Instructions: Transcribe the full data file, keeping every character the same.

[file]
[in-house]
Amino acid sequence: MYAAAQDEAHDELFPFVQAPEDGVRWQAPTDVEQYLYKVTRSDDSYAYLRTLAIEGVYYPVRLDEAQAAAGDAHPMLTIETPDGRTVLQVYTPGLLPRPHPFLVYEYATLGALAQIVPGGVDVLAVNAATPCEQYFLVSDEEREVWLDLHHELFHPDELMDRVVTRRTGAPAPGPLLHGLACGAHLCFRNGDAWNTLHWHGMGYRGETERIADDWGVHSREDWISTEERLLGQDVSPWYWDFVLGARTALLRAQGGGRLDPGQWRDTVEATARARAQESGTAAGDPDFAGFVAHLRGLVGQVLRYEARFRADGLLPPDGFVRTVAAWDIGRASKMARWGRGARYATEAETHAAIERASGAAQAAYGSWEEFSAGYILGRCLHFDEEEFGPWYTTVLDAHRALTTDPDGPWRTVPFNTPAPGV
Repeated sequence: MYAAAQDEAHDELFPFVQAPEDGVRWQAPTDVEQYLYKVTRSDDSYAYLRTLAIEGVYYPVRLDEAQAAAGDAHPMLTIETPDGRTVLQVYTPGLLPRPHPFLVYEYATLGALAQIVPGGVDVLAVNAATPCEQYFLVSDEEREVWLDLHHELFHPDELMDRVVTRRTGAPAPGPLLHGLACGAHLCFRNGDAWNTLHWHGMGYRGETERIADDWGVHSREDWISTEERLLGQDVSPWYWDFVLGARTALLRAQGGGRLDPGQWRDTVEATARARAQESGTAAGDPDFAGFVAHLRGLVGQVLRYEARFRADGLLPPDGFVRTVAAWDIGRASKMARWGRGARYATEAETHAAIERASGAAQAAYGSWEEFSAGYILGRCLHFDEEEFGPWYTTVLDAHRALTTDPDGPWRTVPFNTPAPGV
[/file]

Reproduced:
[in-house]
Amino acid sequence: MYAAAQDEAHDELFPFVQAPEDGVRWQAPTDVEQYLYKVTRSDDSYAYLRTLAIEGVYYPVRLDEAQAAAGDAHPMLTIETPDGRTVLQVYTPGLLPRPHPFLVYEYATLGALAQIVPGGVDVLAVNAATPCEQYFLVSDEEREVWLDLHHELFHPDELMDRVVTRRTGAPAPGPLLHGLACGAHLCFRNGDAWNTLHWHGMGYRGETERIADDWGVHSREDWISTEERLLGQDVSPWYWDFVLGARTALLRAQGGGRLDPGQWRDTVEATARARAQESGTAAGDPDFAGFVAHLRGLVGQVLRYEARFRADGLLPPDGFVRTVAAWDIGRASKMARWGRGARYATEAETHAAIERASGAAQAAYGSWEEFSAGYILGRCLHFDEEEFGPWYTTVLDAHRALTTDPDGPWRTVPFNTPAPGV
Repeated sequence: MYAAAQDEAHDELFPFVQAPEDGVRWQAPTDVEQYLYKVTRSDDSYAYLRTLAIEGVYYPVRLDEAQAAAGDAHPMLTIETPDGRTVLQVYTPGLLPRPHPFLVYEYATLGALAQIVPGGVDVLAVNAATPCEQYFLVSDEEREVWLDLHHELFHPDELMDRVVTRRTGAPAPGPLLHGLACGAHLCFRNGDAWNTLHWHGMGYRGETERIADDWGVHSREDWISTEERLLGQDVSPWYWDFVLGARTALLRAQGGGRLDPGQWRDTVEATARARAQESGTAAGDPDFAGFVAHLRGLVGQVLRYEARFRADGLLPPDGFVRTVAAWDIGRASKMARWGRGARYATEAETHAAIERASGAAQAAYGSWEEFSAGYILGRCLHFDEEEFGPWYTTVLDAHRALTTDPDGPWRTVPFNTPAPGV